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anxious to prevent such a consummation, consented with considerable difficulty to the project; resolving, at the same time, to obstruct the departure of Matthioli for France as long as possible; and writing to M. de Pomponne to delay him and his business, when at length he arrived there, by every means in his power. *
Subsequently the procrastinating intentions of Estrades were more easily put into execution than he expected; for Matthioli, of his own accord, deferred his journey from spring to autumn on various pleas, of which the principal one was, his unwillingness to leave his master, exposed to the insinuations, and perhaps menaces, of the Spanish partizans, by whom he was surrounded. +
Finally, after many delays, Matthioli, accompanied by Giuliani, set off for Paris in the beginning of November, 1678, and arrived there towards the end of the same month. I He found the Abbé d'Estrades, who had quitted his Venetian Em
Appendix, No. 18. 31, 33, 34, 35, 36, 39, 40.
+ Appendix, Nos. 24, 28, 29,
Appendix, No. 47.
bassy, arrived there before him, and had several interviews with him and M. de Pomponne; during which a treaty was agreed on to the following effect :
1. That the Duke of Mantua should receive the French troops into Casale.
2. That if Lewis sent an army into Italy, the Duke of Mantua should have the command of it.
3. That immediately after the execution of the treaty, the sum of 100,000 crowns should be paid to the Duke of Mantua. *
The treaty contained also some other articles of minor importance.
Matthioli himself had the honour of being received in a secret audience by Lewis, † who made him a present of a valuable ring. † He also received a sum of money for himself,† and a promise
* Delort, quoting from an Italian manuscript, in the records of the office of the French Secretary of State for Foreign Affairs, which appears to have been written by Giuliani.
+ Delort, quoting from the same authority.
of a much larger gratification* after the ratification of the treaty. He was also promised that his son should be made one of the King's Pages; and that his brother, who was in the Church, should receive a good benefice. f He was then sent back to Italy, with a detailed instruction from Louvois, I upon the manner of executing the articles of the treaty.
The French Government was thus far so en
* M. Delort says the sum actually given to Matthioli, was 400 Doubles, and the sum promised him 400,000 Doubles, which, from its largeness, he conceives must be a mistake; but he adds that it is so written in the Italian manuscripts before referred to.
| Francis Michael Le Tellier, Marquis de Louvois, son of the Chancellor Le Tellier, Secretary of State for the War department, from 1666, to the time of his death, in 1691, which occurring suddenly, and just as he was on the point of being disgraced, gave occasion to a report that he was poisoned: for which, however, it appears there was no foundation. He was of a haughty and cruel disposition, and was the minister who planned and ordered the inhuman ravages of the Palatinate, which have so indelibly disgraced the reign of his master.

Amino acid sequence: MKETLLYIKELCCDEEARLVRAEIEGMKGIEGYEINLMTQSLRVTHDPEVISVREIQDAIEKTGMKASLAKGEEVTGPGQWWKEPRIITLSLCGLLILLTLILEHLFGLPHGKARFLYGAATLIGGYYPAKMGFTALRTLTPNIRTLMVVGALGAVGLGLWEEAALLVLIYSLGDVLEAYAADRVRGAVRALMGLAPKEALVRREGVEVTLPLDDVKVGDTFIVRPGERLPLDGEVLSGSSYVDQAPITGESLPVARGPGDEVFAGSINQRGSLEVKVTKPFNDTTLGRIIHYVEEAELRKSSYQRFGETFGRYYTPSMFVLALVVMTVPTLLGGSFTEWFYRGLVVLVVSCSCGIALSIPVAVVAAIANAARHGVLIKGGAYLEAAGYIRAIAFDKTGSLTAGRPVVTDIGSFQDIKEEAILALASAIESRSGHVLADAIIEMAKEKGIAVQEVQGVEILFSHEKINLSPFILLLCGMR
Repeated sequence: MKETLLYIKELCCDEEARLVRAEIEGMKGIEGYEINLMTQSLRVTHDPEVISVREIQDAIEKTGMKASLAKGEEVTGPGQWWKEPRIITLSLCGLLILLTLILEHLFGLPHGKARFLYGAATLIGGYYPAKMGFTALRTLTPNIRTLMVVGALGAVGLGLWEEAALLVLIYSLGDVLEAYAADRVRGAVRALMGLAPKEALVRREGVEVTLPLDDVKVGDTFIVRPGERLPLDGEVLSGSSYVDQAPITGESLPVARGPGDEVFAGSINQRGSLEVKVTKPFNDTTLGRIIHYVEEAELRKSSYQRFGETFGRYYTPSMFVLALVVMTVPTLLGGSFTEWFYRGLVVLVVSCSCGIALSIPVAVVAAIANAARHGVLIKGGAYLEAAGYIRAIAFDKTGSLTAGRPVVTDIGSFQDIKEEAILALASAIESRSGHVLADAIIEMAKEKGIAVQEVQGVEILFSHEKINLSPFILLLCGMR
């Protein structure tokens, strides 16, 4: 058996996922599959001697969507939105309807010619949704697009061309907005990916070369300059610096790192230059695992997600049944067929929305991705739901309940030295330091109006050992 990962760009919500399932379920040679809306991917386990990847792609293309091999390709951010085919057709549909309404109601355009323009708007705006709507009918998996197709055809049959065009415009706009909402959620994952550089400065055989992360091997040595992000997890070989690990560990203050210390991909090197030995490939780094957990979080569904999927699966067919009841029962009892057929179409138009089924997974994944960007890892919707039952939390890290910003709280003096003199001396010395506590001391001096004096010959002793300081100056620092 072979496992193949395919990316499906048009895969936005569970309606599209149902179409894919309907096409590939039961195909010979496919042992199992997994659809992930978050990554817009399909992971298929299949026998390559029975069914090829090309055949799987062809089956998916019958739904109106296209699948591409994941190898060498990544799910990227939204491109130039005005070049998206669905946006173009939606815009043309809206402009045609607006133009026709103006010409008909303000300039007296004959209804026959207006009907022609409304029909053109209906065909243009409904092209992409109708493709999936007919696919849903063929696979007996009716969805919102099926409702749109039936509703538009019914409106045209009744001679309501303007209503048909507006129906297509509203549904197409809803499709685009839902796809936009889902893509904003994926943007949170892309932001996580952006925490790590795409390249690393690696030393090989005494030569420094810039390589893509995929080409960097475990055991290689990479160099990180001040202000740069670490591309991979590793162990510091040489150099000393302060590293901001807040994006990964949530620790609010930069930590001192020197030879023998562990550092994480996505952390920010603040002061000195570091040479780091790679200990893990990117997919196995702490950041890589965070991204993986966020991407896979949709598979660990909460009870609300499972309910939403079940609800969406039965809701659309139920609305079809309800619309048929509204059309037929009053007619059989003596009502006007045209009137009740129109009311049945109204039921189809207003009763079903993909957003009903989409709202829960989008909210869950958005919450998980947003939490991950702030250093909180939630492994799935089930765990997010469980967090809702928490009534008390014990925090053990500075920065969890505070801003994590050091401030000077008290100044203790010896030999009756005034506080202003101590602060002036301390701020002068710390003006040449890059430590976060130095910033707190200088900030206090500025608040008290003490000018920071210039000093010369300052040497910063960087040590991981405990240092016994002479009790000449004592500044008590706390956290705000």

tirely satisfied of the sincerity and good faith of Matthioli, and so convinced of the speedy admission of the French troops into Casale, that they immediately upon his departure took decided measures in furtherance of their plan. * Thus the Marquis de Boufflersgt Colonel-General of the Dragoons, was sent to take the command of the forces, which were assembling near the frontier of Italy, at Briançon, in Dauphiny. Catinat, I Brigadier of Infantry, afterwards the celebrated Marshal of that name, who was to serve under the command of Boufflers, had orders to conceal himself in the fortress of Pignerol, ş and to adopt a feigned name,
+ Lewis Francis, Marquis and afterwards Duke de Bouf. flers, Marshal of France in 1693. Died in 1711. One of the best of Lewis the Fourteenth's generals.
| Nicholas de Catinat, Marshal of France in 1698. “ He united,” says Voltaire, “philosophy to great military talents. The last day he commanded in Italy, he gave for the watch-word, ' Paris and St. Gratien,' the name of his country house. He died there in the retirement of a real sage, (having refused the blue ribbon) in 1712.”
$ Upon reference to the Mémoires de Catinat, published
that of Richemont ;* while the Baron d’Asfeld,+ Colonel of Dragoons, was despatched to Venice, upon a mission for exchanging the ratifications of the treaty; for which purpose he was to unite with M. de Pinchesne, the Chargé d'Affaires there during the absence of an ambassador. I
in 1819, this event is found to be thus adverted to:-" In 1679, Catinat was charged with some negociations with the Duke of Mantua; but the affair failed of success, in consequence of the treachery of the Secretary of that prince. Catinat, according to the King's orders, was anxious to punish the traitor. He remained at Pignerol some days, and having engaged him in a hunting party, had him arrested.” It also appears from these Memoirs, that both Catinat and Boufflers were again despatched to Italy on the same errand, in 1681, when Casale was really given up to Lewis; and on this occasion, Louvois, in his instruction to Boufflers, mentions Matthioli by name, as the person whose treachery had prevented the success of the former negociation.
Appendix, Nos. 52, 62, 64, 73, 76, 77, 78. + I am not sure whether I am correct in imagining that this was the Marshal d'Asfeld, who distinguished himself at the battle of Almanza, and died at great old age, in
† Appendix, Nos. 52, 54, 55.